I’ve been writing about two Chinese authors for this month’s Prospect, and it just has struck me that Will’s June column about “autonyms”—words that in some way embody themselves—touches on something that is fundamental to all languages, but that is far more obvious in character-based ones: all writing has its roots in autonymy. For example, take a few Mandarin Chinese characters:
中 (Zhong) means “middle,” and is based on the image of an arrow striking the centre of a target, and perhaps also the idea of a flag flying
国 (Guo) means “kingdom,” and is based on the image of a square of land within which stands a highly stylized piece of jade, representing the wealth of that land. This is, however, the “simplified” version of the character; the pre-20th century, “traditional” form contains within its outer square the characters representing a town and a weapon, indicating a defended territory.
人 (Ren) means “person” or “people,” and is based on the image of a standing person—one of the most basic and ancient of all characters, and the basis for many other sets of meanings (大, for instance, connotes “large,” as it represents someone stretching their arms out; while 天 connotes “heaven” because it represents a large man with the sky above him)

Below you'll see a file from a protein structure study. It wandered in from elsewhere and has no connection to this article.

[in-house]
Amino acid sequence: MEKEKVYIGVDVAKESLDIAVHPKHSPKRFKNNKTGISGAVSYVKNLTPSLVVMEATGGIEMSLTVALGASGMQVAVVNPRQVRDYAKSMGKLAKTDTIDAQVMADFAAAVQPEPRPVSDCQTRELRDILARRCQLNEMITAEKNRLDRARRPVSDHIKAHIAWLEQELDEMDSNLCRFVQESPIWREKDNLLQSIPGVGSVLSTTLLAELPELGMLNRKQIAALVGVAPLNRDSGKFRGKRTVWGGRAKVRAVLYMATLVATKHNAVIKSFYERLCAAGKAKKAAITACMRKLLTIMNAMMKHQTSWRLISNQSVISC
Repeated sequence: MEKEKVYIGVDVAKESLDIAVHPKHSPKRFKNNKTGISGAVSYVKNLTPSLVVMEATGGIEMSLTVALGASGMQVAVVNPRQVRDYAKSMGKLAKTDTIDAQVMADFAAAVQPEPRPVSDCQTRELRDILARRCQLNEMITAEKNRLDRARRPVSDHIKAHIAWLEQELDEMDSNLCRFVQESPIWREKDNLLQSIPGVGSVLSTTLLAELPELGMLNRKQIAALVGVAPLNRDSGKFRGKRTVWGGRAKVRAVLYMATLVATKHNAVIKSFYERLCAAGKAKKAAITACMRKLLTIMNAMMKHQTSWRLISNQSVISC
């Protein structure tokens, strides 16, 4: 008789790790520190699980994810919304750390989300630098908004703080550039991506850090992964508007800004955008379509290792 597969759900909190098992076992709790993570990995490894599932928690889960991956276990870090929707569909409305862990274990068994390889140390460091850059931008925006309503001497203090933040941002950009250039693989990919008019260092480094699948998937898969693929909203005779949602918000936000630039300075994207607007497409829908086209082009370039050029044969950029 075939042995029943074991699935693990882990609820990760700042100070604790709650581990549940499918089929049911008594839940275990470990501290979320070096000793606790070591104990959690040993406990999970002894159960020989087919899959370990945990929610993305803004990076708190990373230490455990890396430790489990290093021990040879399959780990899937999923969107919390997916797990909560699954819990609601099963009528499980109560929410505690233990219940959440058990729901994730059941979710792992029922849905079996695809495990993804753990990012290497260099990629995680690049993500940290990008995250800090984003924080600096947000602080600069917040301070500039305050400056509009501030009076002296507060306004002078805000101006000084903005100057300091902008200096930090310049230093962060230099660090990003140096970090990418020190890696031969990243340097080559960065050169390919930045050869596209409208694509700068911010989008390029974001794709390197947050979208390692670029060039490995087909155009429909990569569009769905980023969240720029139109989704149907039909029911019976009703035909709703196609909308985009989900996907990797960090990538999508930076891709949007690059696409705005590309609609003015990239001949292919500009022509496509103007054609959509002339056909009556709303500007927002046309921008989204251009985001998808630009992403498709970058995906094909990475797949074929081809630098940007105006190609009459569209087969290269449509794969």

Put these together and you have a phrase that reads “middle kingdom people/person,” or, as we might more simply put it, “Chinese person/people.”
Similarly, in Japanese, take these two characters:
日 (Ni) meaning “sun” or “day,” based on the image of the sun—a circle with a dot in it that has over time become a square with a stroke across its centre. Rather wonderfully, the symbol for the moon is the same but with “legs” drawn in underneath it, 月, as it has to run faster around the earth.
本 (Hon) meaning “origin” or “root,” based on the image of a tree (大, the same as the Chinese character for “large,”…